Who has believed what we have heard? And who has the arm of the Lord been revealed to? 2 He grew up before Him like a young plant and like a root out of dry ground. He didn’t have an impressive form or majesty that we should look at Him, no appearance that we should desire Him. 3 He was despised and rejected by men, a man of suffering who knew what sickness was. He was like someone people turned away from; He was despised, and we didn’t value Him. 4 Yet He Himself bore our sicknesses, and He carried our pains; but we in turn regarded Him stricken, struck down by God, and afflicted. 5 But He was pierced because of our transgressions, crushed because of our iniquities; punishment for our peace was on Him, and we are healed by His wounds. 6 We all went astray like sheep; we all have turned to our own way; and the Lord has punished Him for the iniquity of us all.
However, it is important to note that Jesus himself never said that he died for other people’s sins. That is something that the Christian church says. What we can learn from what Jesus did was to show complete unwavering loyalty to God. God asked him to be crucified, and he obeyed. His resurrection then proves the grace of God, and that even death has no power. God is powerful over everything. Jesus proves that if we trust in God and do his will, we have nothing to be afraid of. A life without trusting in God isn’t a life, after all.
Jews also say that another reason that Jesus cannot be the Messiah is that he didn’t rebuild the Temple. It is essential to realize that God never wanted a permanent physical building. God had them build a travelling tabernacle when the Jews were in the desert. All of Israel was there, together.
“They are to make a sanctuary for Me so that I may dwell among them.”
“I will dwell among the Israelites and be their God.”
God wants to dwell among us – to be where we are. How can God dwell among us if we are scattered all over the world? One building won’t do.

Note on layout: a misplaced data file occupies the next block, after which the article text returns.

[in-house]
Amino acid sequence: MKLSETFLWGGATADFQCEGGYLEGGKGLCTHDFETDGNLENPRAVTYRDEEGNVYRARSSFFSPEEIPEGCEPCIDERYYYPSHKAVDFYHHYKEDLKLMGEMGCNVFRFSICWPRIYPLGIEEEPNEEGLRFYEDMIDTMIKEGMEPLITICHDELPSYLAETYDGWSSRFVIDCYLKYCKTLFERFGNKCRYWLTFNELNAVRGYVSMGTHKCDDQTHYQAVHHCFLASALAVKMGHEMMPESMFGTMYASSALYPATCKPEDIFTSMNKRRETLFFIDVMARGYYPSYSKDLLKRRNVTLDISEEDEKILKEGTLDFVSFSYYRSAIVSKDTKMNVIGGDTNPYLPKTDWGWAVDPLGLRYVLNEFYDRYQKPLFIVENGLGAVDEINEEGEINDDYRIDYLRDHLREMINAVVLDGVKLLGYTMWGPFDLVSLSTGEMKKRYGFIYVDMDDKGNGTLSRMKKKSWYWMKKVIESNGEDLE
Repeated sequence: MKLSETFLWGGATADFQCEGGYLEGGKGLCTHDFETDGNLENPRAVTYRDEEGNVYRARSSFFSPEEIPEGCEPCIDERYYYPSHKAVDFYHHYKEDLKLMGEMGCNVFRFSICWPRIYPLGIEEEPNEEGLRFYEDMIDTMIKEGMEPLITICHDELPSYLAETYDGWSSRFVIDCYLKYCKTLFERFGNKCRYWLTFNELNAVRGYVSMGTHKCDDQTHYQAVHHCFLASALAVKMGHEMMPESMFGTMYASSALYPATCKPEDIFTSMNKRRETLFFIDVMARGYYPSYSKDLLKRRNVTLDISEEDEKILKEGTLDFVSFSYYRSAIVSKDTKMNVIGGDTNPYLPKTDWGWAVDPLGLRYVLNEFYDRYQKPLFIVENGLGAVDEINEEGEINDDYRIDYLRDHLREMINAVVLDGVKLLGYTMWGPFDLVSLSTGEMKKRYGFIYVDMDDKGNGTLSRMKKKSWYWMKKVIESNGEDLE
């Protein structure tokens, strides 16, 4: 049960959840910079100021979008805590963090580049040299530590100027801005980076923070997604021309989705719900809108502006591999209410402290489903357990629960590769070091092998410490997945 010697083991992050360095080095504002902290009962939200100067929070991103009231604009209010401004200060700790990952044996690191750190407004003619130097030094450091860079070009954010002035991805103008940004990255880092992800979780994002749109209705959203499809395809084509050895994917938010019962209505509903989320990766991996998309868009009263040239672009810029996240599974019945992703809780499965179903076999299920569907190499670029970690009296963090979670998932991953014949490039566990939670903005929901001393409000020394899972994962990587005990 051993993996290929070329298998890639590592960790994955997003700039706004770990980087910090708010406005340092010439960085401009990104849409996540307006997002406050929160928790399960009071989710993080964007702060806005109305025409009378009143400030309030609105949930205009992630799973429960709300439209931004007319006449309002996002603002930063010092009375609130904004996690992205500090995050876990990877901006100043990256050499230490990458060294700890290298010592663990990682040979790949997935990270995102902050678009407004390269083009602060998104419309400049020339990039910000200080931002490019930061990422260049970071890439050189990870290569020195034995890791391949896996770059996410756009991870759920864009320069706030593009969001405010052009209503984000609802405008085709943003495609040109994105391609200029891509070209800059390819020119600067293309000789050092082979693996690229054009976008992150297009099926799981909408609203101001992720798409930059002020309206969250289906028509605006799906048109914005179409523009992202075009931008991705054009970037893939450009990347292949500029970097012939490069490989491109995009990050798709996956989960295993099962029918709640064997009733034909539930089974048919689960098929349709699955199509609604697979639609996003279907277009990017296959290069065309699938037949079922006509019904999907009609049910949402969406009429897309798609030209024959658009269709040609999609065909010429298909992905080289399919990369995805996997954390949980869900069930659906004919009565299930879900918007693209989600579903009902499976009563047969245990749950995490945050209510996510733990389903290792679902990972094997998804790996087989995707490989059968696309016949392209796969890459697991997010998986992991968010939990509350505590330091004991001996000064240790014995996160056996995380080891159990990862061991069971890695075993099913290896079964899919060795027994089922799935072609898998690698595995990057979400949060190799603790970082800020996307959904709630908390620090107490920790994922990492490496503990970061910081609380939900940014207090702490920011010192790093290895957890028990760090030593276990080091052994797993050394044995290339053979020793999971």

Later, in Leviticus 26:11
“I will place My residence among you, and I will not reject you.”
Jesus speaks about the need to NOT have one place to worship God –
19 “Don’t collect for yourselves treasures on earth, where moth and rust destroy and where thieves break in and steal. 20 But collect for yourselves treasures in heaven, where neither moth nor rust destroys, and where thieves don’t break in and steal. 21 For where your treasure is, there your heart will be also.”
It is dangerous to give so much attention to any physical thing. It becomes an idol. Instead, Jesus knew that people need to focus on God, and to make a dwelling place for God in our hearts. That is the true tabernacle – our own selves.
Jews are also concerned that they are being misled – that they are being told to worship another god.
“If a prophet or someone who has dreams arises among you and proclaims a sign or wonder to you, 2 and that sign or wonder he has promised you comes about, but he says, ‘Let us follow other gods,’ which you have not known, ‘and let us worship them,’ 3 do not listen to that prophet’s words or to that dreamer. For the Lord your God is testing you to know whether you love the Lord your God with all your heart and all your soul. 4 You must follow the Lord your God and fear Him. You must keep His commands and listen to His voice; you must worship Him and remain faithful to Him. 5 That prophet or dreamer must be put to death, because he has urged rebellion against the Lord your God who brought you out of the land of Egypt and redeemed you from the place of slavery, to turn you from the way the Lord your God has commanded you to walk. You must purge the evil from you.”